Sense of Self: Four Female Photographers

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Sense of Self: Four Female Photographers is a contemporary photography exhibition that explores the notion of the evolving self through the lens of four mid-career female artists—Frances F. Denny, Brooke DiDonato, Priya Kambli, and Bastienne Schmidt. As our culture continues to encounter sweeping changes related to the role of women in our society, this timely exhibition offers four intimate investigations into the circumstances that point to who they have become in relation to who they once were… or are “supposed to be.”

Each photographer has contributed a series of photographs whose creation was based on a prominent moment or conglomeration of moments/memories/circumstances that has affected their sense of self.

Exhibition curator James Pearson writes, “a photograph is a static marker. Even if the photo is composed to represent a thought or fantasy, as opposed to capturing a moment of reality, the image is still indicative of a temporal moment occurring and then ending. In the work of these artists the photos provide a departure point to illustrate the transitory nature of identity and to begin the investigation into self.”

All contributing artists identify as female; as such, the themes developed by the exhibition rely on a contemporary notion of femininity, and how that notion is challenged, reinforced, accepted, or rejected by the participating artists. The threads created by each individual artist, though, are broad enough that the themes are accessible by all visitors to the gallery space—such threads include domesticity, culture, the family unit, and maturing into adulthood.

Frances F. Denny questions the roles that the matriarchs of her family have performed through multiple generations, and creates comparisons between the heirlooms passed down through her family with those gender-assigned responsibilities and expectations. Let Virtue Be Your Guide (2015) examines the artist’s family, and their deeply rooted history as early settlers of New England (one ancestor, John Howland, was a deckhand aboard The Mayflower). Unearthing the idea of feminine ‘virtue’ from the confines of its historical meaning, the photographs of the women in her family have a watchful quality, as if the artist is defining for herself what it means to be a woman. Her sitters, and the domestic spaces they inhabit, together evoke a well-worn privilege. In the photographs, seams pull apart, exposing the shifts occurring across generations of women. The resulting collection of images becomes a search for meaning in heritage, a challenge to the notion of legacy, and the artist’s reckoning with a traditional version of American femininity.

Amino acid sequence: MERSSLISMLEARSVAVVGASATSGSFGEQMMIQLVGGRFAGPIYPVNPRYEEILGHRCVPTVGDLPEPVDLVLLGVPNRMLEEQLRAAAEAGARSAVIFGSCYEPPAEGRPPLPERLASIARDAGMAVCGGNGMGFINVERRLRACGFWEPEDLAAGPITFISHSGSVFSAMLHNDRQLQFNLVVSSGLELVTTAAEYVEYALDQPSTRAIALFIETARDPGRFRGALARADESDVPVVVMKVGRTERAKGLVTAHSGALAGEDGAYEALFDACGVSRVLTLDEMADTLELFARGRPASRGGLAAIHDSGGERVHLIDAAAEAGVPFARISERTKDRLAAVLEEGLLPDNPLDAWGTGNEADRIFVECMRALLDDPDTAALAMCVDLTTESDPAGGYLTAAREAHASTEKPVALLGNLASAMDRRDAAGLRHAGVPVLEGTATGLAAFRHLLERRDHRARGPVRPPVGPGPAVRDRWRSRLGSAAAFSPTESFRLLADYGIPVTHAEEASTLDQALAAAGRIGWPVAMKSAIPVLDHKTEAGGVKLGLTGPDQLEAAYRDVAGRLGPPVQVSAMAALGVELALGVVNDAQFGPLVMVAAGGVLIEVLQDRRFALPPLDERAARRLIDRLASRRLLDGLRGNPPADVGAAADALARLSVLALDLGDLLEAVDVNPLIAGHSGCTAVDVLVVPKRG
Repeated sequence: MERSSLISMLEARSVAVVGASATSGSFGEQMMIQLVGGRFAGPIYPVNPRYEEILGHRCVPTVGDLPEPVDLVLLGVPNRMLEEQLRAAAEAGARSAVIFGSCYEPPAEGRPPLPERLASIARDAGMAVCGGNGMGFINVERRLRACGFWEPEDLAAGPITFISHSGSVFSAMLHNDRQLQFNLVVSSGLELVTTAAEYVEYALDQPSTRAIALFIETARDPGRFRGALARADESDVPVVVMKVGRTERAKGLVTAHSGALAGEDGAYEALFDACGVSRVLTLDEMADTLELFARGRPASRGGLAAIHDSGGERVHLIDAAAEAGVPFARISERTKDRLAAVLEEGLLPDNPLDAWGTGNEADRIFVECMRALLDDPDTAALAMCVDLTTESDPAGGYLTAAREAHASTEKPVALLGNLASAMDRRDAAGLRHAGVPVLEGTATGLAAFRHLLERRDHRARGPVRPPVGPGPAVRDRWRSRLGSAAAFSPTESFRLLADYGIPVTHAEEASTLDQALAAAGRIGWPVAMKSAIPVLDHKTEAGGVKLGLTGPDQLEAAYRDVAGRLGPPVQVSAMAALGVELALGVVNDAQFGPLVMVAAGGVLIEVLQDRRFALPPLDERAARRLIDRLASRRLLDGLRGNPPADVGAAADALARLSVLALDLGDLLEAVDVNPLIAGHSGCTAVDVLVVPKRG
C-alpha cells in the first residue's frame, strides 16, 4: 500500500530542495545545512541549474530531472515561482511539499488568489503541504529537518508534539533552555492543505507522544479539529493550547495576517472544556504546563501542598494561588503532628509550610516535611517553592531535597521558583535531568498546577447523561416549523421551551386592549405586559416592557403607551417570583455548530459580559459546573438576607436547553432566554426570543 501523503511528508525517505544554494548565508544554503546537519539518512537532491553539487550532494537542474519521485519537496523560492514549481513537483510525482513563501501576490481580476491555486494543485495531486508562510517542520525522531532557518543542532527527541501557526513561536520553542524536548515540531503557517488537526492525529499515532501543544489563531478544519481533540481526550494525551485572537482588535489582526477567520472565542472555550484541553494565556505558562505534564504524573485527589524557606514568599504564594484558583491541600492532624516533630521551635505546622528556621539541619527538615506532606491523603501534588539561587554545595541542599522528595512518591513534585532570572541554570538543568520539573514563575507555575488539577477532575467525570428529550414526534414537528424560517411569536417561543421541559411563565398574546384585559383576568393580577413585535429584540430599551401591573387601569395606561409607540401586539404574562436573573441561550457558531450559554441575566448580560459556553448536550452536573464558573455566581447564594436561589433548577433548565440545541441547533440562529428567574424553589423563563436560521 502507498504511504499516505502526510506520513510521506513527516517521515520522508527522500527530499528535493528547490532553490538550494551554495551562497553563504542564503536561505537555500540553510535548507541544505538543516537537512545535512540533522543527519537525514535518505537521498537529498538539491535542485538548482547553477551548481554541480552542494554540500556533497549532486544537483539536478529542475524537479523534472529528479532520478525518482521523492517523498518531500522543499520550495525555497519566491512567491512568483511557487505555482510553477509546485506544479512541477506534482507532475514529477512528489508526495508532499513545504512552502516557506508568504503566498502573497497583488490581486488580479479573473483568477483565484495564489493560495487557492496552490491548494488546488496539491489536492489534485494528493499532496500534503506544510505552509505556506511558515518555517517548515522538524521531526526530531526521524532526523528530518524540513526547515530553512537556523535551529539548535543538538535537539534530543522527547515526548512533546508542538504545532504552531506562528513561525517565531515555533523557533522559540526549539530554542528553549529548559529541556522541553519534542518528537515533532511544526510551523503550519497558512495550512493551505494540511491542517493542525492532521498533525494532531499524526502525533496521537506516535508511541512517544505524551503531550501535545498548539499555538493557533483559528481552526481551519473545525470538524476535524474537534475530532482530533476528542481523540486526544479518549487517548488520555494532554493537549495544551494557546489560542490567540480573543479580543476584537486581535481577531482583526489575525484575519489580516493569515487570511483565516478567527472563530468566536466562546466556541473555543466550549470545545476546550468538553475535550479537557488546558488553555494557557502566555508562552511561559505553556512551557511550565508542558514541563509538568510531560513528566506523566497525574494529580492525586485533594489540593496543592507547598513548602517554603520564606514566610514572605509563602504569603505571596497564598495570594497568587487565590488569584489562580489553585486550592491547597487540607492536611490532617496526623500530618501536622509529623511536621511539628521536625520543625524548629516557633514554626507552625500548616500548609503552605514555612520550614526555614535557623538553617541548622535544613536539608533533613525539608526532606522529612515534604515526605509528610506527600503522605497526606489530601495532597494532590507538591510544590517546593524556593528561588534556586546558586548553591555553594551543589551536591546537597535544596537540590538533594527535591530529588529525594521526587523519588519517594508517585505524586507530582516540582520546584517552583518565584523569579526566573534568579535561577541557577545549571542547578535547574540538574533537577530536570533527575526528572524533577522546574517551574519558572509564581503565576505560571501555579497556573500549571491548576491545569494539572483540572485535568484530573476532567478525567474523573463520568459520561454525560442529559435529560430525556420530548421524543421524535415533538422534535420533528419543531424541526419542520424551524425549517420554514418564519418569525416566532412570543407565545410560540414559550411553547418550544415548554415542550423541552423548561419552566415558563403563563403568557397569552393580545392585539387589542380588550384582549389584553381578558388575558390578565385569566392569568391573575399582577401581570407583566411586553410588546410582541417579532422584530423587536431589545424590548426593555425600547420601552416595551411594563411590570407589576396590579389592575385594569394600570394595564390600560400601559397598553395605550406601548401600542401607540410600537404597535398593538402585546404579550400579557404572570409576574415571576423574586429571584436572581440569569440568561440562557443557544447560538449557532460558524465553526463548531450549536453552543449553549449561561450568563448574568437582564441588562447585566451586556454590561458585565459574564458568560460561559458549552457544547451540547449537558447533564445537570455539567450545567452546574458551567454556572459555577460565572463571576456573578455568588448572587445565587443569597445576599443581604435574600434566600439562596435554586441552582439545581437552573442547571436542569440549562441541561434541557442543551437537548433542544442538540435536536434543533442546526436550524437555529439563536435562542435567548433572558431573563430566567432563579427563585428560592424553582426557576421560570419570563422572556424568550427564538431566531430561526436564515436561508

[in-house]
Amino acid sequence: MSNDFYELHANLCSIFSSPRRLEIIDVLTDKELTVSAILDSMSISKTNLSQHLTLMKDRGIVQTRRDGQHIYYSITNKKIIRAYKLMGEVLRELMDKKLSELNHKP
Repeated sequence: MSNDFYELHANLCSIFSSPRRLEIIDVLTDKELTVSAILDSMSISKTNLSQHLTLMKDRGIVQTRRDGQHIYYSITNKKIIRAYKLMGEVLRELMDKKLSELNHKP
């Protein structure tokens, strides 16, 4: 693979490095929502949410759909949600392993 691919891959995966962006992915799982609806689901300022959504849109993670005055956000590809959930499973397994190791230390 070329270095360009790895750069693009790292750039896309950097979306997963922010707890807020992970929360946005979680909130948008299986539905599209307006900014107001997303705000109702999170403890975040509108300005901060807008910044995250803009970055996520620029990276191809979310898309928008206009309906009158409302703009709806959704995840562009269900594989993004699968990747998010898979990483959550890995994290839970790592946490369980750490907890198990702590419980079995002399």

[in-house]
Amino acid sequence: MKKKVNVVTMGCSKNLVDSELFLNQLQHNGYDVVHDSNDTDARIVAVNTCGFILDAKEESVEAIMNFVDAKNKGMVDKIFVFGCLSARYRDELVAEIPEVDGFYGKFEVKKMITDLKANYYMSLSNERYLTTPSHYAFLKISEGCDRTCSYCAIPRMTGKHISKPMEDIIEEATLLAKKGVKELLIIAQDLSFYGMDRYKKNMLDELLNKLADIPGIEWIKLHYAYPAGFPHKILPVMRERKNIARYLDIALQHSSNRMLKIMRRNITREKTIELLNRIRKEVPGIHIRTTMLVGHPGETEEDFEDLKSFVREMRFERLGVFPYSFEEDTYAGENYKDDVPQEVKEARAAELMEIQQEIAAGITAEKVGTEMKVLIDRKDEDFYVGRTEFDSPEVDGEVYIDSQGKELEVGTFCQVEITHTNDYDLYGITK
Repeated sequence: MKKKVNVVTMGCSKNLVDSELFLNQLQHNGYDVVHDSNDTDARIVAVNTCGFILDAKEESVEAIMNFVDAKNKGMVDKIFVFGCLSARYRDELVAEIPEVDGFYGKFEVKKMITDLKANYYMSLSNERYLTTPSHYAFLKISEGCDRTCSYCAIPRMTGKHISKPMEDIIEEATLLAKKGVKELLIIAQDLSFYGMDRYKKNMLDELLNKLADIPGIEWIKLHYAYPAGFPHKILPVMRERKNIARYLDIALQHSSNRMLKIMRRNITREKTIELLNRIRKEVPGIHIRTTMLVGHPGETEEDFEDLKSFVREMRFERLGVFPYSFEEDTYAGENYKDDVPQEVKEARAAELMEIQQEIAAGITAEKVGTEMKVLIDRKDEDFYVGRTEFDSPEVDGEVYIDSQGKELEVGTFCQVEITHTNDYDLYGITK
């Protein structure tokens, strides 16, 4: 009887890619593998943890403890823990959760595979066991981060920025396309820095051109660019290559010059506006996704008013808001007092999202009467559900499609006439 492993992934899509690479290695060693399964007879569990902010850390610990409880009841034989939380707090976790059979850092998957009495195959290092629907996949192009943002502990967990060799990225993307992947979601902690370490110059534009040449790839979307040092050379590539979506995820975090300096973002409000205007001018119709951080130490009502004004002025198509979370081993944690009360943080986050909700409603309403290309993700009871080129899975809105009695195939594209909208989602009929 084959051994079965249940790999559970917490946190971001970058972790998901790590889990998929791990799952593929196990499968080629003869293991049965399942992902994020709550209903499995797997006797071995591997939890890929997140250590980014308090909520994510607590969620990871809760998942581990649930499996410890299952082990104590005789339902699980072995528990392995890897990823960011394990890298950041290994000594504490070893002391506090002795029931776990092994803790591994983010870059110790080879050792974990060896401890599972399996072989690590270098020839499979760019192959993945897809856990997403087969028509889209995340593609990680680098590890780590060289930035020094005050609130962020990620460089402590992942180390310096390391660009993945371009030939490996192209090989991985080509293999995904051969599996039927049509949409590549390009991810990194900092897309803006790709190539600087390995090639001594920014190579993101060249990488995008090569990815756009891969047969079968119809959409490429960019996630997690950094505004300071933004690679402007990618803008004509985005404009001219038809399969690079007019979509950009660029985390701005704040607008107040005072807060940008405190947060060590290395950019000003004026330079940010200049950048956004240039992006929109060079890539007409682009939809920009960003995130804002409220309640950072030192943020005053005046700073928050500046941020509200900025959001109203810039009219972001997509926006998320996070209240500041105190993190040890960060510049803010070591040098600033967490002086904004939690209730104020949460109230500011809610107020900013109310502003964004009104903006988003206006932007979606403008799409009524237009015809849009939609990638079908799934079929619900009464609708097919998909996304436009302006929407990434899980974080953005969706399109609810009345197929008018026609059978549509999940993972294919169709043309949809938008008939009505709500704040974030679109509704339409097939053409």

Brooke DiDonato explores the moment when a maturing adult returns to their childhood home to find that they have outgrown their previous role in the family unit, but can’t quite place where they belong now.

Her House is Not a Home series of self-portraits convey feelings of isolation and discontent experienced when returning to her hometown. In relation to the exhibit concept, DiDonato had a sure sense of herself based on the memories of her childhood home. Upon returning home, she realized that the person she once was no longer existed, and in her failed attempts to secure her identity, she aligned with furniture and common domestic gender roles.